In FY 2014 and FY 2015 CFDA #10.303 funding for pest management activities including Regional Pest Management Centers are consolidated under CFDA # 10.329 Crop Protection and Pest Management Competitive Grants Program (CPPM). CFDA # 10.303, Water Quality, Methyl Bromide Transition, and Organic Transition Programs are supported in FY 2014 within Integrated Activities Account under Section 406 Authority. Similarly, CFDA # 10.303, Regional Rural Development Centers is supported in FY 2014 and FY 2015 under Integrated Activities. CFDA # 10.304, Food and Agriculture Defense Initiative (Homeland Security) is also funded under Integrated Activities Account.
Range and Average of Financial Assistance
If minimum or maximum amounts of funding per competitive project grant or cooperative agreement are established, these will be announced in the annual program announcement or Request for Application (RFA).
Regulations, Guidelines and Literature
The following federal statutes and regulations represent general administrative requirements which apply to NIFA federal assistance programs. These include, but are not limited to the ones listed below.

2 CFR Part 25 - Universal Identifier and Central Contractor Registration

2 CFR Part 170 - Reporting Subaward and Executive Compensation Information

2 CFR Part 175 - Award Term for Trafficking in Persons

2 CFR Part 180 and Part 417 - OMB Guidelines to Agencies on Government-Wide Debarment and Suspension (Nonprocurement) and USDA Nonprocurement Debarment and Suspension

2 CFR Part 182 - Governmentwide Requirements for Drug-Free Workplace (Financial Assistance)

2 CFR Part 200 - Uniform Administrative Requirements, Cost Principles, and Audit Requirements for Federal Awards

2 CFR Part 400 – USDA implementation of 2 CFR Part 200 - Uniform Administrative Requirements, Cost Principles, and Audit Requirements for Federal Awards

2 CFR Part 415 - General Program Administrative Regulations

2 CFR Part 416 – USDA General Program Administrative Regulations for Grants and Cooperative Agreements to State and Local Governments

2 CFR Part 417 - Nonprocurement Debarment and Suspension

2 CFR Part 418 - New Restrictions on Lobbying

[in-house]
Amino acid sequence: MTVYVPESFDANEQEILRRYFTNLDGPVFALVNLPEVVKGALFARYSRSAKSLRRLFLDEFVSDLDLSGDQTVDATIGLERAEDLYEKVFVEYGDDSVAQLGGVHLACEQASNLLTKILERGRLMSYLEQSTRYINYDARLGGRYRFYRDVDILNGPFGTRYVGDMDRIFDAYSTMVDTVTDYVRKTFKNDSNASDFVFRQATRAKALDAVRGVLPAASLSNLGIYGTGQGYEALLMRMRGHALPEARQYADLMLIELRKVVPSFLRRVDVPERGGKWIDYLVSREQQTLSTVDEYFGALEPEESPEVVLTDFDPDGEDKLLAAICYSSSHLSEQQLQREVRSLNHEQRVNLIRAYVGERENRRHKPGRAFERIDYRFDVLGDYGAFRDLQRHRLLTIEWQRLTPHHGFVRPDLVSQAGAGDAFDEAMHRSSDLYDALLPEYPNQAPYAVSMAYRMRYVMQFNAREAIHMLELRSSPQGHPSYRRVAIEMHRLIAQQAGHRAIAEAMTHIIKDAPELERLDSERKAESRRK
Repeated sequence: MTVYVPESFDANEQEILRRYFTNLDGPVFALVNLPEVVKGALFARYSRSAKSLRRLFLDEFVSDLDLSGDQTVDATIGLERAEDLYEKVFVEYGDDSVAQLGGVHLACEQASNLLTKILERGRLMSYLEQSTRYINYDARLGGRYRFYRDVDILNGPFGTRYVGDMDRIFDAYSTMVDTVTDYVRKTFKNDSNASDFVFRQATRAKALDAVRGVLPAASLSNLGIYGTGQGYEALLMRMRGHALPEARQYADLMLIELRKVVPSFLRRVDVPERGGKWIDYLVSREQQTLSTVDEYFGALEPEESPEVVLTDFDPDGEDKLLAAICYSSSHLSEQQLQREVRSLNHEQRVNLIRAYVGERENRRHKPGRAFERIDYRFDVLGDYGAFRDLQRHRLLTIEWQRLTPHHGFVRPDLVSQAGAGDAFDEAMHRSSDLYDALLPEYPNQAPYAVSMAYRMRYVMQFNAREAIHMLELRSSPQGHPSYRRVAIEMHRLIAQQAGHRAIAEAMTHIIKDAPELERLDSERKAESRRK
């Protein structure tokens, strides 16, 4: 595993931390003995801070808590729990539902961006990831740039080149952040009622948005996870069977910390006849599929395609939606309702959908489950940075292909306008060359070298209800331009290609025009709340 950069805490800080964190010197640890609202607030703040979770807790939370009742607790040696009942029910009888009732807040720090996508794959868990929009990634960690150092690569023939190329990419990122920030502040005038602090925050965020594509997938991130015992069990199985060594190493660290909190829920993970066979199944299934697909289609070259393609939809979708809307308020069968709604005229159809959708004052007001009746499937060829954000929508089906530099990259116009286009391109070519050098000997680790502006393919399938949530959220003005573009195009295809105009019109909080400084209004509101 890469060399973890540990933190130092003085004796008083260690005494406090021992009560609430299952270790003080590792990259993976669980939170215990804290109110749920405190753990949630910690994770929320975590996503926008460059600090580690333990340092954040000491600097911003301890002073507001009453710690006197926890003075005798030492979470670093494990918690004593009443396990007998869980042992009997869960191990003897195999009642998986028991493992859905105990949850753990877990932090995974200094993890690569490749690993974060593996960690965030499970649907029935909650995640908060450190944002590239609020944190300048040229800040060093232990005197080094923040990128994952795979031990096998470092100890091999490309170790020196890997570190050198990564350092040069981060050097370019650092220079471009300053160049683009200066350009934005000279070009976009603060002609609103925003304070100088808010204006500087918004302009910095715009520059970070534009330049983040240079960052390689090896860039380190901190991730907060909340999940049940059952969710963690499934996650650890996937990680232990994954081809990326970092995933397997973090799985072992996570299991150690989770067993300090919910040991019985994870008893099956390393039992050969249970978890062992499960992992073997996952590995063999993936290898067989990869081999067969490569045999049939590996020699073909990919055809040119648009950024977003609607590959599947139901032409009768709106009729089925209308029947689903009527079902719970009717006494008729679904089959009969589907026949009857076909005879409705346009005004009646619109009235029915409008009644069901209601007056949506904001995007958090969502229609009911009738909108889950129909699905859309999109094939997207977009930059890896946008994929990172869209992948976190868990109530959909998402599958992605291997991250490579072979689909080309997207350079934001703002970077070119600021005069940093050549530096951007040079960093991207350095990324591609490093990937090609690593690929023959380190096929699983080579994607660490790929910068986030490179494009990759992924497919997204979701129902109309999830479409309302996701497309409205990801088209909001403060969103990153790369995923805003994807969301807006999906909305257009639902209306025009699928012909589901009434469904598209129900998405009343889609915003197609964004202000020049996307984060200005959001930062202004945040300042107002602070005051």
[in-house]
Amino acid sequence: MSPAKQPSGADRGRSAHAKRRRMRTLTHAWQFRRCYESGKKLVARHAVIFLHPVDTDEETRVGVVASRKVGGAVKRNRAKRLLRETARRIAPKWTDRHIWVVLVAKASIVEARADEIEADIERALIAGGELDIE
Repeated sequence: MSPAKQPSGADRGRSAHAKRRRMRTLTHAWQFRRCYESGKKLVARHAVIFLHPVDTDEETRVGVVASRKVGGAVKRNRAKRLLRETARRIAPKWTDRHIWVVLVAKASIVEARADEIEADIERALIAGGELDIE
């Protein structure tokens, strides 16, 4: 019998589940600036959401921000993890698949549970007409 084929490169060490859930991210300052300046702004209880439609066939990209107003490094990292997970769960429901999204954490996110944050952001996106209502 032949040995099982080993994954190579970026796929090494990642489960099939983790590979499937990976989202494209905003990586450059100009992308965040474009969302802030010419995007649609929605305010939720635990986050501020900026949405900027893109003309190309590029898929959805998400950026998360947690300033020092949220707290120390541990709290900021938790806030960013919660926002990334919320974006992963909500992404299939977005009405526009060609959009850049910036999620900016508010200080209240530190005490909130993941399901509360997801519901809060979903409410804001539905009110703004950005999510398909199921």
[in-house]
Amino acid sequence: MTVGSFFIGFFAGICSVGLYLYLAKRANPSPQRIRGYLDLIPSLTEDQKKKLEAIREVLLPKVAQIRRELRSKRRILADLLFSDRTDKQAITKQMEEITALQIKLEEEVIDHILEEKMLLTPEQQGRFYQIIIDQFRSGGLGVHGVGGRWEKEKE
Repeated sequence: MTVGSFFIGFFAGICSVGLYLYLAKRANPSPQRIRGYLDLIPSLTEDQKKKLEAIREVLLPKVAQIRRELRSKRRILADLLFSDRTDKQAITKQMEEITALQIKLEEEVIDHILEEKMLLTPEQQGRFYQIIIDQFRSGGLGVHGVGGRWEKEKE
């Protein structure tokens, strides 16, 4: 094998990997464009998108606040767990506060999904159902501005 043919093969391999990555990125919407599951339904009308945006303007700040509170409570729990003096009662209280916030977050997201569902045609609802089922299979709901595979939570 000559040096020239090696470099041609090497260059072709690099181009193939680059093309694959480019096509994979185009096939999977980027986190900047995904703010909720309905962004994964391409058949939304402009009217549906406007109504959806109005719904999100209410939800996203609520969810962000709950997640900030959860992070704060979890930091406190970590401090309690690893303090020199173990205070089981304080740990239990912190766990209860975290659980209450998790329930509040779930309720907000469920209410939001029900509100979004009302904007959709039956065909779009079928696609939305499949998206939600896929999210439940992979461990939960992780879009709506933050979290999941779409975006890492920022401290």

2 CFR Part 421 - Requirements for Drug-Free Workplace (Financial Assistance)

2 CFR Part 422—Research Institutions Conducting USDA-Funded Extramural Research; Research Misconduct.

7 CFR Part 1, subpart A—USDA implementation of the Freedom of Information Act and 7 CFR Part 3404, Public Information.

7 CFR Part 1c—USDA Implementation of the Federal Policy for the Protection of Human Subjects

7 CFR Part 3—USDA implementation of OMB Circular No. A-129 regarding debt collection

7 CFR Part 15, subpart A—USDA implementation of Title VI of the Civil Rights Act of 1964, as amended

7 CFR Part 331 and 9 CFR Part 121—USDA implementation of the Agricultural Bioterrorism Protection Act of 2002

7 CFR Part 3407—USDA procedures to implement the National Environmental Policy Act of 1969, as amended

7 CFR Part 3418—Stakeholder Input Requirements for Recipients of Agricultural Research, Education, and Extension Formula Funds

7 CFR Part 3419—Matching Funds Requirement for Agricultural Research and Extension Formula Funds at 1890 Land–Grant Institutions, Including Tuskegee University, and at 1862 Land–Grant Institutions in Insular Areas

7 CFR Part 3430—Competitive and Noncompetitive Non-formula Financial Assistance Programs--General Award Administrative Provisions

7 CFR Part 3434—Hispanic–Serving Agricultural Colleges and Universities Certification Process

29 U.S.C. 794 (section 504, Rehabilitation Act of 1973) and 7 CFR Part 15b (USDA implementation of statute) —prohibiting discrimination based upon physical or mental handicap in federally-assisted programs

35 U.S.C. 200 et seq. —Bayh Dole Act, controlling allocation of rights to inventions made by employees of small business firms and domestic nonprofit organizations, including universities, in federally-assisted programs (implementing regulations are contained in 37 CFR Part 401)

44 U.S.C. 3551-3558 (Pub. L. 113–283) - Federal Information Security Modernization Act of 2014 (FISMA). Applies to awardees if it will collect, store, process, transmit, or use information on behalf of NIFA.

Executive Order 13513, Federal Leadership on Reducing Text Messaging while Driving (Oct. 1, 2009).

NIFA Federal Assistance Policy Guide—a compendium of basic NIFA policies and procedures that apply to all NIFA awards, unless there are statutory, regulatory, or award-specific requirements to the contrary.

In addition, the following represent Program-Specific requirements:

7 CFR Part 3400 – Special Research Grants Program (for CFDA 10.200)

7 CFR Part 3401—Rangeland Research Grants Program (CFDA 10.200)

7 CFR Part 3402—Food and Agricultural Sciences National Needs Graduate and Postgraduate Fellowship Grants Program (CFDA 10.210).

7 CFR Part 3403—Small Business Innovation Research Grants Program (CFDA 10.212)

7 CFR Part 3405—Higher Education Challenge Grants Program (CFDA 10.217)

7 CFR Part 3406—1890 Institution Capacity Building Grants Program (CFDA 10.216)

7 CFR Part 3415 – Biotechnology Risk Assessment Research Grants Program (CFDA 10.219)

7 CFR Part 3431—Veterinary Medicine Loan Repayment Program (CFDA 10.313)